The top 5 carbon and climate stories in 2015

Record-breaking natural disasters made headlines this year, but so did unprecedented efforts by the global community to put the brakes on climate change. Here are the top 5 carbon and climate stories from 2015.

calcutta heatwave respite
A man in Calcutta, India, seeks some respite during a summer heatwave that sent temperatures soaring beyond 40 degrees celsius in many parts of the country between May and August. Image: Saikat Paul /

Climate change and its impacts dominated global headlines this year. On one hand, the scale of disasters such as floods, heatwaves, and typhoons - many of which broke records for their intensity and the damage they caused - underscored the urgent need for the world to rapidly bring down greenhouse gas emissions. 

On the other, a growing momentum among businesses and governments to support climate action culminated in the historic Paris Agreement, a universal deal where almost 200 countries committed to reducing emisisons.

Here are the top 5 carbon and climate stories of 2015: 

1. Historic climate change deal in Paris

After two decades of political wrangling, negotiators from 195 countries signed the first ever universal climate change deal in Paris on December 12, a move leaders hailed as the dawn of a “low-carbon age“. 

The Paris Agreement aims to ensure that by the second half of the century, greenhouse gas emissions will be low enough to limit global temperature rise to “well below 2 degrees Celsius” above pre-industrial levels, and ideally, below 1.5 deg C. 

Countries, which in the lead-up to the summit submitted climate action plans known as Intended Nationally Determined Contributions, or INDCs, will also review and strengthen their pledges every five years. They will also ensure that at least US$100 billion of climate finance is available to developing nations by 2020. 

But while businesses hailed the deal as one which would boost low-carbon investments and United Nations Secretary-General Ban Ki-moon called it a “resounding success for multilateralism“, civil society leaders were more circumspect.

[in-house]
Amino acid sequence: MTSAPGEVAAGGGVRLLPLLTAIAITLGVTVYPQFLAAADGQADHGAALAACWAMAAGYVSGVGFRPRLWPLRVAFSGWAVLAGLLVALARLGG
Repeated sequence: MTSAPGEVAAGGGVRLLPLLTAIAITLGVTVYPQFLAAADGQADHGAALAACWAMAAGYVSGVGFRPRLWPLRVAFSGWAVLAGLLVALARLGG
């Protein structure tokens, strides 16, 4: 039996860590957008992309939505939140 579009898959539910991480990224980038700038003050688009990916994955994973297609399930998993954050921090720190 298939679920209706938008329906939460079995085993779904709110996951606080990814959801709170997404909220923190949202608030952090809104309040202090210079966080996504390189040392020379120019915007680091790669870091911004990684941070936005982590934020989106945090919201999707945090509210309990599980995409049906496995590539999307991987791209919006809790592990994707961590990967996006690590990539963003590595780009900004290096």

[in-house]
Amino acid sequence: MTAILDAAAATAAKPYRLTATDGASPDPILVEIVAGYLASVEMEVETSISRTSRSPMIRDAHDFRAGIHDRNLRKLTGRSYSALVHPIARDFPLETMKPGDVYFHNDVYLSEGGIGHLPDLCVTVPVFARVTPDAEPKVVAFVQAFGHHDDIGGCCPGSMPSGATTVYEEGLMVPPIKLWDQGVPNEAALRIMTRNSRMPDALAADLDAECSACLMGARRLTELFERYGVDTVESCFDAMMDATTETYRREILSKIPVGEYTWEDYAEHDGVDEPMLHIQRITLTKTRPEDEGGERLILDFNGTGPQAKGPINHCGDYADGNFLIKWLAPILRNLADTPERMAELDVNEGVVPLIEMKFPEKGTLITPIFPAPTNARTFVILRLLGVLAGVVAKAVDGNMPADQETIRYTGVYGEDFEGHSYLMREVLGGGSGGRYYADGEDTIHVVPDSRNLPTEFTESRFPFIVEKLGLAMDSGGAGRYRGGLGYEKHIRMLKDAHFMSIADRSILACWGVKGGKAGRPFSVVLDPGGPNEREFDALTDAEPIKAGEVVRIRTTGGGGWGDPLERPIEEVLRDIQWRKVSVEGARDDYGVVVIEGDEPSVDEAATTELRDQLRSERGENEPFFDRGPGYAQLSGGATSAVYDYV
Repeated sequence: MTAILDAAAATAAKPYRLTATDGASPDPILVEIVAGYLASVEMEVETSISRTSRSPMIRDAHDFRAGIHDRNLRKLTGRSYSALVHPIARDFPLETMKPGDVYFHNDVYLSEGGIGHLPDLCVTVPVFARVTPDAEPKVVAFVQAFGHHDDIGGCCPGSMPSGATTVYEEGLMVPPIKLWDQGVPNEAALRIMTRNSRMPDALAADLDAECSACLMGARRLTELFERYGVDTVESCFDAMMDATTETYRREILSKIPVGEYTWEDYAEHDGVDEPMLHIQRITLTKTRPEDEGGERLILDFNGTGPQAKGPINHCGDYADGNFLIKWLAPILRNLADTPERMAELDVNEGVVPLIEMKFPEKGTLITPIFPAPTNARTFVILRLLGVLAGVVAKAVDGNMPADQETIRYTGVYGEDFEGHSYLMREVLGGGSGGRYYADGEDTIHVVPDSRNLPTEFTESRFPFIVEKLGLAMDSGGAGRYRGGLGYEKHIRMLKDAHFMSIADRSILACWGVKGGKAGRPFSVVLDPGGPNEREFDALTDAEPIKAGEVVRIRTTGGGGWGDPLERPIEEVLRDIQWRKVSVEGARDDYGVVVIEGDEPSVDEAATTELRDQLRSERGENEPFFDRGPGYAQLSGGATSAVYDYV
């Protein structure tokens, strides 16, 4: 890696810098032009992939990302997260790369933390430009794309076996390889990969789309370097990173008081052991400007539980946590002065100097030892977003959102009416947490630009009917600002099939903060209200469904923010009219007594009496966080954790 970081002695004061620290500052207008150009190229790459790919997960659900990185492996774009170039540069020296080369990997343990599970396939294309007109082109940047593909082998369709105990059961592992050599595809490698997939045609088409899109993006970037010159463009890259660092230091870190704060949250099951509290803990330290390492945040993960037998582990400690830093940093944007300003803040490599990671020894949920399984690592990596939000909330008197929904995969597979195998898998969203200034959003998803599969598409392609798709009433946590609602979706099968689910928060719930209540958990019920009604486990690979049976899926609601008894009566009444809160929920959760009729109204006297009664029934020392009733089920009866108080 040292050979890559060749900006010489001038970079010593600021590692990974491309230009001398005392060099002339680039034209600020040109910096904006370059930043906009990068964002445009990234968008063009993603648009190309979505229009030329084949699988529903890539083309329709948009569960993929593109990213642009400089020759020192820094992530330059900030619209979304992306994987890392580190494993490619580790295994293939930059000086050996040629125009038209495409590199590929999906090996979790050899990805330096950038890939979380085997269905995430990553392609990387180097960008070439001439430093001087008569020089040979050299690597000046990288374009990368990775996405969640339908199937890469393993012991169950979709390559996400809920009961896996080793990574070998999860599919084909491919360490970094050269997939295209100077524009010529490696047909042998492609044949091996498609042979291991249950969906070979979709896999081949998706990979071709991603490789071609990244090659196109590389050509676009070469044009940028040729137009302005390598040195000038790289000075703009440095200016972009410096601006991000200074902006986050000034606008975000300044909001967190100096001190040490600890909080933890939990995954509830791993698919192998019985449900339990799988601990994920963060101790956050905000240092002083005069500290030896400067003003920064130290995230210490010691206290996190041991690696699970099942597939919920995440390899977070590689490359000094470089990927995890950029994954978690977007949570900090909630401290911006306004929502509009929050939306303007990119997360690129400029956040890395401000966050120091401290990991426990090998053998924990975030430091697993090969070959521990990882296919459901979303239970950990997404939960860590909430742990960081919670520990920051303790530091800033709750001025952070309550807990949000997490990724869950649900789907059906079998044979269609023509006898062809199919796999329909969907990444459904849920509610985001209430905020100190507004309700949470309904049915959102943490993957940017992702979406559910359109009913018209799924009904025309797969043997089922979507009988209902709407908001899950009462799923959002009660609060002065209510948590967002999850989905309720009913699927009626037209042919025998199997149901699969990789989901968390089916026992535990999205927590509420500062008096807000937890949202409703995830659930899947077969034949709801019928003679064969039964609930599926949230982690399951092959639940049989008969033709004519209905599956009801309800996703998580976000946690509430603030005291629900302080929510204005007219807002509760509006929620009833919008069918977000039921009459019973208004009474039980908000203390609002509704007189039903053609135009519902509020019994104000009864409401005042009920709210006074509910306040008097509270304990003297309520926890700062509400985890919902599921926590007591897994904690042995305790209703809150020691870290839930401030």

Observers said that the 188 pledges made by countries prior to the deal only limit temperature rise to 2.7 deg C - more than the acceptable target of 2 deg C. The agreement, some added, also did not guarantee a transition away from fossil fuels. 

World Bank president Jim Yong Kim noted: “The conference in Paris produced an agreement that went beyond our expectations. We must now move with ambition that matches this historic deal.”

2. Record breaking temperatures - and damage

Meteorological readings around the world this year showed that 2015 was the hottest on record.

The United States National Ocean and Atmospheric Administration (NOAA)  in July and September warned that global sea and land temperatures since the beginning of the year had been the hottest on record since 1880, and that there was a 97 per cent likelihood that this year will be the hottest on record.

Meanwhile, the UK Met Office said in November that for the first time ever, the world was one deg C hotter than pre-industrial levels; “uncharted territory” for the planet. The World Meteorological Organisation (WMO) also predicted that the atmospheric concentration of carbon dioxide will hit a new high of 400 parts per million (ppm) next year, far beyond the safe limit of 350ppm.  

In addition to human causes, scientists also attributed this year’s record highs to weather phenomenon El Nino - which is associated with abnormally hot and dry weather. This year’s El Nino - deemed the biggest in over 15 years by WMO - is expected to linger into early next year, putting 2016 on track to be as hot as, if not hotter, than 2015.